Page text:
The great difficulty with Jaz drives is that they were never all that popular in the consumer market and used a more expensive connection to the computer, SCSI 50 pin HD that was more expensive. This means that the connection to one of our lab computers can be difficult. At first I was unsure how we might connect from the 50 pin HD SCSI 2 on the Jaz drive (which I had managed to pick up when cleaning out an office for a retired administrator years ago) to the forensic computer workstation. I realized that our Tableau T3458 forensic bridge has a SCSI 68 pin HD SCSI 3 input. A quick search on the Internet revealed a $4 connector. It came in the mail last week and I pulled it out on Friday and made my first attempt to connect and image. With just a little bit of manipulation, it connected properly. The disk was formatted HFS on a Mac, so I was not able to mount the drive and Windows assumed it need to be formatted. However, I was able to use FTK Imager to create a raw image of the disk that I can open in FTK Imager or FTK. [originally posted by Kevin Glick]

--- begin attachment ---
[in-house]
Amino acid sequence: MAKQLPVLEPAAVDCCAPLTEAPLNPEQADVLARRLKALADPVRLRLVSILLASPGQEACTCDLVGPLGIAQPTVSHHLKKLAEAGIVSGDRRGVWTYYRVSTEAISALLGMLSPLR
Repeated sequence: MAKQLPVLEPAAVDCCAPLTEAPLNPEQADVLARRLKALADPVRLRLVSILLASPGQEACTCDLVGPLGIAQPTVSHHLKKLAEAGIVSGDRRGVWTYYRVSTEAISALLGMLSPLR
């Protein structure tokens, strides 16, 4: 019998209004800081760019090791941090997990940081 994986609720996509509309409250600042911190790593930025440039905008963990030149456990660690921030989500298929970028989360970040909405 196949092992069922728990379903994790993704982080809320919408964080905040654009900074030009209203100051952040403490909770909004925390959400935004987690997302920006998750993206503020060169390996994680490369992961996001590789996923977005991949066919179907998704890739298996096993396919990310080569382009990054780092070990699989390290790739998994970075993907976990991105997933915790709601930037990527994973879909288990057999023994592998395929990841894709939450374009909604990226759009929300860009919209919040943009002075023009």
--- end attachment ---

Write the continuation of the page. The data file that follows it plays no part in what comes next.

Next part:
Jaz drive with disk

Busy day in the forensics lab

We had a little bit of a traffic jam in the digital records forensics lab today as our new student Michael continued with his second day accessioning DVDs and Michael Lotstein gave some assistance to Suzi Noruschat while she was imaging her second small batch of DVDs. Kevin Glick, not pictured, working in the next cubicle on an accession that a patron has requested. <>. [originally posted by Kevin Glick]

Busy Friday Afternoon in the Forensic Lab